THE BIG CLOCK is a very stylish murder mystery starring Ray Milland, Charles Laughton, Maureen O'Sullivan, and Rita Johnson.
Milland plays George Stroud, the hardworking editor of Crimeways Magazine. George is at the beck and call of his tyrannical publisher, Earl Janoth (Laughton), which makes George's long-suffering wife (O'Sullivan) none too happy. She's been waiting five years to take their honeymoon trip!
One fateful night George misses meeting his wife for a train trip and drowns his sorrows alongside Janoth's mistress Pauline (Johnson). The next day Pauline turns up dead, and the clues uncovered by the Crimeways staff increasingly point to George as Pauline's murderer. George finds himself in a race against time to clear his name and find the real killer.
THE BIG CLOCK is a bit slow out of the starting gate, but on the whole is an engrossing mystery. I found the plot thread regarding George disappointing his wife a bit tiresome and also found Laughton's affectations a bit much, such as constantly touching his mustache. However, the film gets more interesting as it goes along and has many positives in its favor, starting with the always-enjoyable Ray Milland as a man with a major crisis on his hands. On the whole it's a very worthwhile film, which I'll be watching again at some point in order to more fully absorb the many twists and turns of the plot.
The movie's outstanding set design is a worthy reason to see the film in and of itself. I loved the glimpses of various magazines -- Artways, Airways, Sportways -- as Milland's elevator makes stops on the way to the Crimeways floor. The names of the magazines on posts in the magazine's dock area are also very striking, as are the individual offices. And of course, there's the title clock, which has to be seen to be believed.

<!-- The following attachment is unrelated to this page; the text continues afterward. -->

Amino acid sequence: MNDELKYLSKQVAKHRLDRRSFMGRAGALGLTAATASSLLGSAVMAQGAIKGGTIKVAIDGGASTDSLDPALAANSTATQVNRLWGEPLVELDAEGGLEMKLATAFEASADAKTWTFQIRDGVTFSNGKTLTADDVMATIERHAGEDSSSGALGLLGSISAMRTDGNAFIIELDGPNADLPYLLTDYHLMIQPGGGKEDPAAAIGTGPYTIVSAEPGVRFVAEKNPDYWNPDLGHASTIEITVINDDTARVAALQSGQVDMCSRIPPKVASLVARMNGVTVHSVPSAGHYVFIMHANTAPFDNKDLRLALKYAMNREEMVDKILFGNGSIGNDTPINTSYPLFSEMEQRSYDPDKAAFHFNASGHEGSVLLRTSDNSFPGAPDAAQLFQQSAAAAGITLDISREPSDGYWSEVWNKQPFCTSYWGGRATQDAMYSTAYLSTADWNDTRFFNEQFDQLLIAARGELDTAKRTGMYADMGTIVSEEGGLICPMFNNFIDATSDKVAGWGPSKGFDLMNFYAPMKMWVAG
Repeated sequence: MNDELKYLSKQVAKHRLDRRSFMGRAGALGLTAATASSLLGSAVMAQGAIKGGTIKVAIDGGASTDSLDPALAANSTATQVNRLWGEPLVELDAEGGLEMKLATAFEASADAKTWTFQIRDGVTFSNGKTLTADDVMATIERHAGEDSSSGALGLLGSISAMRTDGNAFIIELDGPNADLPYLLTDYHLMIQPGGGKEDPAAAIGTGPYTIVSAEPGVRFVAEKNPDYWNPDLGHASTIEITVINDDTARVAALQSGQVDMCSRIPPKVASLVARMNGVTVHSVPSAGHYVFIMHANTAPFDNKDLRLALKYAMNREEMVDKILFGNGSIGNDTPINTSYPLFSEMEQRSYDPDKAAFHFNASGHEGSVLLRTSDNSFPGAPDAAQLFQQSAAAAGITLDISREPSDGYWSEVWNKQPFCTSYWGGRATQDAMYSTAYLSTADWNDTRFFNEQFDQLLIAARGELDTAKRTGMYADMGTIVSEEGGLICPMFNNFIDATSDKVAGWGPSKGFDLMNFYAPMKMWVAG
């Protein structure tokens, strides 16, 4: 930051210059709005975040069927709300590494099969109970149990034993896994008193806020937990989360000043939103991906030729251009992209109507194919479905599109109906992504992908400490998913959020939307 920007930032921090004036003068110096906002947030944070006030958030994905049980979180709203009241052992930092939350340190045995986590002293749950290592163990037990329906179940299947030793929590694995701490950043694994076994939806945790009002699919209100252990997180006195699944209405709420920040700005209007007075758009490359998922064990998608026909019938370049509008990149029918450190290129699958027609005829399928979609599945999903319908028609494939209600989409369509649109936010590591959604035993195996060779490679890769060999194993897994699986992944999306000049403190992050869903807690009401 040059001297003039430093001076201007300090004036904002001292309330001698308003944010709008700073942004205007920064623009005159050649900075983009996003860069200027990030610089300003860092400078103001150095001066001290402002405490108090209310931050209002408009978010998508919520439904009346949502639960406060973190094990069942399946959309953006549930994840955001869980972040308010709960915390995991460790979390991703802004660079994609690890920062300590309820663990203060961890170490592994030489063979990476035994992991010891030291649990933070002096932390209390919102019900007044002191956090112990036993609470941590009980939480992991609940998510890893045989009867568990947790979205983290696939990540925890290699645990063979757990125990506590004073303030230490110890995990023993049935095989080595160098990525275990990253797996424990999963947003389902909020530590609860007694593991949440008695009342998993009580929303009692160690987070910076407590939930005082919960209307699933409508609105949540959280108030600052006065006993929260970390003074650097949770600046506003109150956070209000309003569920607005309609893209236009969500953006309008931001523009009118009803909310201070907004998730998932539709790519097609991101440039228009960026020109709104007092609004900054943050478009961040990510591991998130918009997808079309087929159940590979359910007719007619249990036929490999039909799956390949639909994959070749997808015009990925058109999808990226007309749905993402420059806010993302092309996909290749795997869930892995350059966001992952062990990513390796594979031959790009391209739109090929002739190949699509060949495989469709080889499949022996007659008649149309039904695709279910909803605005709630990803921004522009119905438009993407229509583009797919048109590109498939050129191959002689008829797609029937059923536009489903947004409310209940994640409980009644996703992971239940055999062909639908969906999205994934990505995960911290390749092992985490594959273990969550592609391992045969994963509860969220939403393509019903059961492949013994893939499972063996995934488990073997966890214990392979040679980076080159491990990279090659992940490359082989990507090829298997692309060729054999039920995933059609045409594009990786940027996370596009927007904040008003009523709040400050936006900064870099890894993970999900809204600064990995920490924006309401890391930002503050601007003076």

Two married couples worked on the film. Charles Laughton's wife, Elsa Lanchester, has a marvelous supporting role as a ditzy artist with a houseful of children. Her role lightens the tension at just the right moments, and she has the funniest line in the film. Actress Maureen O'Sullivan, who has a small but effective role as George's wife, was married to the film's director, John Farrow. They had seven children, including Mia Farrow.
The excellent supporting cast includes Harry Morgan (a nonspeaking role as Laughton's silently menacing bodyguard), Dan Tobin, and George Macready.
Rita Johnson, who plays the murder victim, had a solid career including appearances in HERE COMES MR. JORDAN (1941) and Milland's THE MAJOR AND THE MINOR (1942). She appeared in many MGM films of the '30s, including MY DEAR MISS ALDRICH (1937), which starred O'Sullivan, and RICH MAN, POOR GIRL (1938). She only acted sporadically after suffering a major concussion and having brain surgery in 1948.
THE BIG CLOCK was shot in black and white and runs 95 minutes. It inspired the 1987 Kevin Costner film NO WAY OUT, in which the mystery was transferred to the Pentagon.
THE BIG CLOCK is available on DVD and video. The only extra on the DVD is a trailer; the trailer's presentation is a bit unique in that it features Ray Milland previewing his role on a "radio show."
The movie has also been shown on Turner Classic Movies.
2015 Update: I had a great experience seeing this film at the Arthur Lyons Film Noir Festival in Palm Springs, California.